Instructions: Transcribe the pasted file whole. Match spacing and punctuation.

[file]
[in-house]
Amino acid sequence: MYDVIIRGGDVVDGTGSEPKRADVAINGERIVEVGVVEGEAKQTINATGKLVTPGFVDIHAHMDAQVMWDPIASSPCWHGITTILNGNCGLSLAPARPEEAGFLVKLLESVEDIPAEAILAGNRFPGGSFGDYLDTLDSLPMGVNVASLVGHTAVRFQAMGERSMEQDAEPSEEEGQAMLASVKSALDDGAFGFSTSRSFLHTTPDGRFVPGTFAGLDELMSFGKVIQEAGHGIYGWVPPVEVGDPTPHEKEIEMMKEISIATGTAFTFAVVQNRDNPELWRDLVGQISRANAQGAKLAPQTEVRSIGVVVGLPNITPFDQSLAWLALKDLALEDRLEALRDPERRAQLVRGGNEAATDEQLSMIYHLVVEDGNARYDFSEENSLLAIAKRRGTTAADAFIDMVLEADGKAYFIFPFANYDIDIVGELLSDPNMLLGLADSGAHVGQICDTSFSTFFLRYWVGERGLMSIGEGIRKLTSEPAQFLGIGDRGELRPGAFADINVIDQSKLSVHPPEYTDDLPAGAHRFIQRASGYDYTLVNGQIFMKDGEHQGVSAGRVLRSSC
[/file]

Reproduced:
[in-house]
Amino acid sequence: MYDVIIRGGDVVDGTGSEPKRADVAINGERIVEVGVVEGEAKQTINATGKLVTPGFVDIHAHMDAQVMWDPIASSPCWHGITTILNGNCGLSLAPARPEEAGFLVKLLESVEDIPAEAILAGNRFPGGSFGDYLDTLDSLPMGVNVASLVGHTAVRFQAMGERSMEQDAEPSEEEGQAMLASVKSALDDGAFGFSTSRSFLHTTPDGRFVPGTFAGLDELMSFGKVIQEAGHGIYGWVPPVEVGDPTPHEKEIEMMKEISIATGTAFTFAVVQNRDNPELWRDLVGQISRANAQGAKLAPQTEVRSIGVVVGLPNITPFDQSLAWLALKDLALEDRLEALRDPERRAQLVRGGNEAATDEQLSMIYHLVVEDGNARYDFSEENSLLAIAKRRGTTAADAFIDMVLEADGKAYFIFPFANYDIDIVGELLSDPNMLLGLADSGAHVGQICDTSFSTFFLRYWVGERGLMSIGEGIRKLTSEPAQFLGIGDRGELRPGAFADINVIDQSKLSVHPPEYTDDLPAGAHRFIQRASGYDYTLVNGQIFMKDGEHQGVSAGRVLRSSC